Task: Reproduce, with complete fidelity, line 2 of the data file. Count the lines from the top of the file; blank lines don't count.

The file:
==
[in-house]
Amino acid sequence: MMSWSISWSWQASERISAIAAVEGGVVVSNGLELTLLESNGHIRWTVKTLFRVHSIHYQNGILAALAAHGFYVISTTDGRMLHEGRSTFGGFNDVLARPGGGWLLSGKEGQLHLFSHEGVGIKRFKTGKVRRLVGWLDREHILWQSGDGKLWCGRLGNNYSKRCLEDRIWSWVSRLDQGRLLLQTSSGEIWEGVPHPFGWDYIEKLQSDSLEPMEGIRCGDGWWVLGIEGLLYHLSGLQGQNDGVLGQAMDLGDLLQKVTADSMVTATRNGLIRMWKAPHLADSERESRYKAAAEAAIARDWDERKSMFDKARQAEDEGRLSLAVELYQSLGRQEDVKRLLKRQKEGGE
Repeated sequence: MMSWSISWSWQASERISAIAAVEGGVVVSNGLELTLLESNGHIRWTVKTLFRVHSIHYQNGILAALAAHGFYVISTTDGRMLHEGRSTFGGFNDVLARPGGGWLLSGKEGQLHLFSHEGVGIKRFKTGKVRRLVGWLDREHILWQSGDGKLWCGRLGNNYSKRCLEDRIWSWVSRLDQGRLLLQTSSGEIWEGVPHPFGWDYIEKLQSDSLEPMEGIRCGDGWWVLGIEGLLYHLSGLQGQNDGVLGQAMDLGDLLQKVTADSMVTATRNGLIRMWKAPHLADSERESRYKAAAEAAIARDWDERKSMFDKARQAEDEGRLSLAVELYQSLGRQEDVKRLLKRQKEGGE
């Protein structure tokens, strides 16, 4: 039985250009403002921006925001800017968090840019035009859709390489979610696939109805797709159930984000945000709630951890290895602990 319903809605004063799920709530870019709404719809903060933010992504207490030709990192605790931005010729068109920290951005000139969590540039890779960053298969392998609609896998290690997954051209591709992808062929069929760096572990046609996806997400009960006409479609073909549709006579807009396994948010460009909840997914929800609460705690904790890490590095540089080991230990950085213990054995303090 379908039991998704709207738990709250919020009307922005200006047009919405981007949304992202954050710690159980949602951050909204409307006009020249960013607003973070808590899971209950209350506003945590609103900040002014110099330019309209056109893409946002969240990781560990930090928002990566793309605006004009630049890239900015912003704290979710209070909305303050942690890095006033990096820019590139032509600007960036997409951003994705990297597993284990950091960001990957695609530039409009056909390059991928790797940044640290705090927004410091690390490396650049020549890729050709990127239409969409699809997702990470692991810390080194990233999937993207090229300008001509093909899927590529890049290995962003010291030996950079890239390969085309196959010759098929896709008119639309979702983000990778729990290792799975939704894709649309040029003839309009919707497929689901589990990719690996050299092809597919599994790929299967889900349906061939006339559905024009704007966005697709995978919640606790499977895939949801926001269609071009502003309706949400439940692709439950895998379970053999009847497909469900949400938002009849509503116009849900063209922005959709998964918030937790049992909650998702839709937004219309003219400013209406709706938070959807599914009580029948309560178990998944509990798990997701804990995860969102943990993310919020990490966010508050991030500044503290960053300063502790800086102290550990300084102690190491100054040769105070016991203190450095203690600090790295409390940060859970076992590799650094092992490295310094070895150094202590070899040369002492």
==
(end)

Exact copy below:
Amino acid sequence: MMSWSISWSWQASERISAIAAVEGGVVVSNGLELTLLESNGHIRWTVKTLFRVHSIHYQNGILAALAAHGFYVISTTDGRMLHEGRSTFGGFNDVLARPGGGWLLSGKEGQLHLFSHEGVGIKRFKTGKVRRLVGWLDREHILWQSGDGKLWCGRLGNNYSKRCLEDRIWSWVSRLDQGRLLLQTSSGEIWEGVPHPFGWDYIEKLQSDSLEPMEGIRCGDGWWVLGIEGLLYHLSGLQGQNDGVLGQAMDLGDLLQKVTADSMVTATRNGLIRMWKAPHLADSERESRYKAAAEAAIARDWDERKSMFDKARQAEDEGRLSLAVELYQSLGRQEDVKRLLKRQKEGGE